After 8 albums, you’d expect Auerbach and Carney’s quality song-writing and talent to slip somewhat but you’d be wrong. The title track manages to highlight Auerbach’s falsetto voice’s finesse which prowls after Carney’s pitter patter drums which help to create a song that’s large in scale and one that needs to be listened through earphones, as advised by the duo, to really experience every fine detail that it captivates. Fever, the record’s first single, has an almost cyborg sounding background noise at the start and the rest of the track is just as interesting, showing the duo’s funkiness and an organ melody that once you’ve heard, you’ll fall in love with instantly. In Time features some ghostly vocals that are weirdly seductive sounding at the same time, as if Patrick Swayze somehow made his way onto the track. One of Turn Blue’s highlights has to be opening track Weight Of Love that has an intro so reminiscent of Pink Floyd’s Speak To Me/ Breathe that you can see the 70’s influence escaping from your earphones. At 7 minutes long, it ‘s dangerously close to overstaying it’s welcome but its absence would definitely be one that would be missed.
Other critics, I’m looking at you NME, might complain that Turn Blue isn’t like the band’s previous outings but when an alteration of the formula sounds as funky, psychedelic and overall amazing as Black Key’s latest record is, is that really a bad thing? The duo’s golden run is still continuing and at this rate, it’ll be one to make Dorothy herself jealous.
Whether you like to call it the 2000’s or the noughties,there’s no doubt that the decade was a very exciting time for music as not only were applauded albums by former well praised bands released, Radiohead’s Kid A as an example, but the new wave of bands not only surprised critics but intrigued them as well with bands like Bloc Party and Arctic Monkeys releasing some of the best albums to be released in the past 15 years.
One band that can proudly admit to being a part of this new wave are The Strokes, an American rock band that hail from New York, who came out of nowhere to not only release one of the most exciting pieces of music in the past couple of decades but also change the face of modern rock as we know it.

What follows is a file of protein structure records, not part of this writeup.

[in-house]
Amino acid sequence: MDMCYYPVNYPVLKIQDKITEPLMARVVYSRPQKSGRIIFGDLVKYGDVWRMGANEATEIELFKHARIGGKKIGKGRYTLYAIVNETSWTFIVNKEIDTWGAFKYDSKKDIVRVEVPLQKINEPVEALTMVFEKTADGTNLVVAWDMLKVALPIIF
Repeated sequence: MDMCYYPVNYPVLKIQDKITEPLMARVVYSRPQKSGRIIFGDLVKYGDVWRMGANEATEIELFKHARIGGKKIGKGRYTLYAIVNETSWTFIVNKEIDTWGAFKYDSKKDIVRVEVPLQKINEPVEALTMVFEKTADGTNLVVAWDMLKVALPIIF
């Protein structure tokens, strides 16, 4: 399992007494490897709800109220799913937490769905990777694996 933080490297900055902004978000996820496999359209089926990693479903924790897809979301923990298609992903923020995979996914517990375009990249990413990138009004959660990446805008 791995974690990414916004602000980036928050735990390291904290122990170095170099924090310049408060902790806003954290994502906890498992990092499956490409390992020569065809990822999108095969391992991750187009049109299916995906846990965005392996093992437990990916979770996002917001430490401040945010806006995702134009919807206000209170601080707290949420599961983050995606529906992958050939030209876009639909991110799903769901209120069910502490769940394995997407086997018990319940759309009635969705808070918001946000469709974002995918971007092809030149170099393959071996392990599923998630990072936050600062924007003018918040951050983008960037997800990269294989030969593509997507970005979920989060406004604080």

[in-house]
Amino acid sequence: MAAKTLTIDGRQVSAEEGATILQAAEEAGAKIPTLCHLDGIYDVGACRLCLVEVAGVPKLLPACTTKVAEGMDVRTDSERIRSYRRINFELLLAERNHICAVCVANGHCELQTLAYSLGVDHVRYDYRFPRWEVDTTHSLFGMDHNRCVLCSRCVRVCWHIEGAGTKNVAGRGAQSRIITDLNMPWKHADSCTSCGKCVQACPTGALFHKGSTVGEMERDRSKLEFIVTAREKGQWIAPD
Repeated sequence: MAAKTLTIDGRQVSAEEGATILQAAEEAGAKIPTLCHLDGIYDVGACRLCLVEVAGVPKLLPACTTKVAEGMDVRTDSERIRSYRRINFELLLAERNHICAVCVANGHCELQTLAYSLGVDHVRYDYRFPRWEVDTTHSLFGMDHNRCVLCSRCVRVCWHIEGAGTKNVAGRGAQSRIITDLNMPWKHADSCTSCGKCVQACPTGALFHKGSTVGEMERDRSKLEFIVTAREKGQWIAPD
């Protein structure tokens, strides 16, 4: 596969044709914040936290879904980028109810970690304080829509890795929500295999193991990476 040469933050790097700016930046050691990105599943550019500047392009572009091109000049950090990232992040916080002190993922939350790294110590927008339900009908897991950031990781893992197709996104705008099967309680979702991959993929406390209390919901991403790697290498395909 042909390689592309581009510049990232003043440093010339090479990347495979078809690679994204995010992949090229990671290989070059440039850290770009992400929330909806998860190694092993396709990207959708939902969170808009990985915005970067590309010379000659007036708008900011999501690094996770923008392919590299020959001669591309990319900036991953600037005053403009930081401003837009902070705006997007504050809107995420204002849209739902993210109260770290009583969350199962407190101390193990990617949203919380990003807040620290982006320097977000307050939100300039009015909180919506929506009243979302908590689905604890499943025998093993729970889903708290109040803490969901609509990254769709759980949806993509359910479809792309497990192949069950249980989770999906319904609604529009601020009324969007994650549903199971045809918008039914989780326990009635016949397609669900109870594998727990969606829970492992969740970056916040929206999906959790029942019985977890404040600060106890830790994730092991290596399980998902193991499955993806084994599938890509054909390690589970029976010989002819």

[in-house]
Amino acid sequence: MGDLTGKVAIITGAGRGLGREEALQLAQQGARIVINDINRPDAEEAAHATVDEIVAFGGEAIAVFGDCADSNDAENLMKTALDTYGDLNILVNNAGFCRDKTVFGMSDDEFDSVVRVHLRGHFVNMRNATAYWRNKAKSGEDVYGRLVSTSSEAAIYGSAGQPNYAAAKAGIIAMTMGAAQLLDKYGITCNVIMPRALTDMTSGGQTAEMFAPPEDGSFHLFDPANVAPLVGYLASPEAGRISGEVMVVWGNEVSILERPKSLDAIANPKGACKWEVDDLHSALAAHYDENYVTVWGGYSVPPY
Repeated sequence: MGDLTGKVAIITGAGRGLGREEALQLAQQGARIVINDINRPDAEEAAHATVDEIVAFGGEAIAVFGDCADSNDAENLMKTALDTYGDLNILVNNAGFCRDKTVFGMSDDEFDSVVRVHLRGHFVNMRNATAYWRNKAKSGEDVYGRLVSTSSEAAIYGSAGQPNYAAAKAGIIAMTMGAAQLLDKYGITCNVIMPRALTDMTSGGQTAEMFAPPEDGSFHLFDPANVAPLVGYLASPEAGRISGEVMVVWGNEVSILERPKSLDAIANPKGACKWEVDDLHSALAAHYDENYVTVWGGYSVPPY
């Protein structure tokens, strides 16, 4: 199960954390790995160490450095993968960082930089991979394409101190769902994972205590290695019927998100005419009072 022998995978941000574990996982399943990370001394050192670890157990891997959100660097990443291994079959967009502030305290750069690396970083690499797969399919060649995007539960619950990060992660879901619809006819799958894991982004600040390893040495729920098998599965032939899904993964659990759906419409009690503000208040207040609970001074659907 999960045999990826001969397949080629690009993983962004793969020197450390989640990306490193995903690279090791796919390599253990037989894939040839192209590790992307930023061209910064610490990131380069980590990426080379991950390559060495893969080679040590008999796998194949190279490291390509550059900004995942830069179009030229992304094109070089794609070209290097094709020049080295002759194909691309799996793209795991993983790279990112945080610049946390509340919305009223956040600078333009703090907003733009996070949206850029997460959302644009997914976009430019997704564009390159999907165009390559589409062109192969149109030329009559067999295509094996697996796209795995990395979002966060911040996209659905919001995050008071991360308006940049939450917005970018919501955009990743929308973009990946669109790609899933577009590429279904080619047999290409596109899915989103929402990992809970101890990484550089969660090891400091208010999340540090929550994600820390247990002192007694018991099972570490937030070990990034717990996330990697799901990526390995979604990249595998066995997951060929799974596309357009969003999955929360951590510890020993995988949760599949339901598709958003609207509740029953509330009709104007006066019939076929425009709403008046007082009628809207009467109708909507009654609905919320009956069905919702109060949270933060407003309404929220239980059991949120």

Throughout this album, there’s an ever present mood and atmosphere that are wonderfully brought to life by various aspects of the band, be it Casablancas’ hauntingly mesmerising voice which narrates the 11 tracks on this album, the dexterous and dazzling guitar performances by Valensi, Hammond Jnr and Fraiture or Moretti’s consistent flow that he provides on drums.
The songs on this album are of a very high standard and observe the life and times of living in a metropolis such as New York City. A song which represents this very well is the opening track Is This It? that tells of the manipulation that relationships can be a victim of with Casablanca’s voice hovering gracefully over the sound of quiet drums and a calming choir of guitars and this same theme continues over to Last Nite. This track gained the band a lot of initial hype and tells of the disappointment and aggravation that relationships can provide over time with a very upbeat tempo which will stick in your mind long after the album is finished.
New York City Cops is clearly a not so sly hit at the city’s police department with a tongue in cheek snort at the end that adds to the album’s unique charisma. Take It Or Leave It is the concluding track and what a send off it is with Casablancas shouting over a hyperactive clash of drums and guitars that provide a brilliant album for the band’s debut.
What else can be said about an album that hasn’t been said by the hundreds of thousands of people that have listened to it? The album not only provides an insight into life in New York City but also provides the kind of character and charm that most albums can only dream of having. The album is a milestone is music and it’s no surprise that the album is regarded as one of the best albums ever made and the thing that makes me appreciate the album is even though the themes on this album were initially to give an insight of a life in a metropolis, it’s oddly relatable and explains why the album is cherished by music lovers all around the world as well as showing why this album is the greatest record produced during the noughties.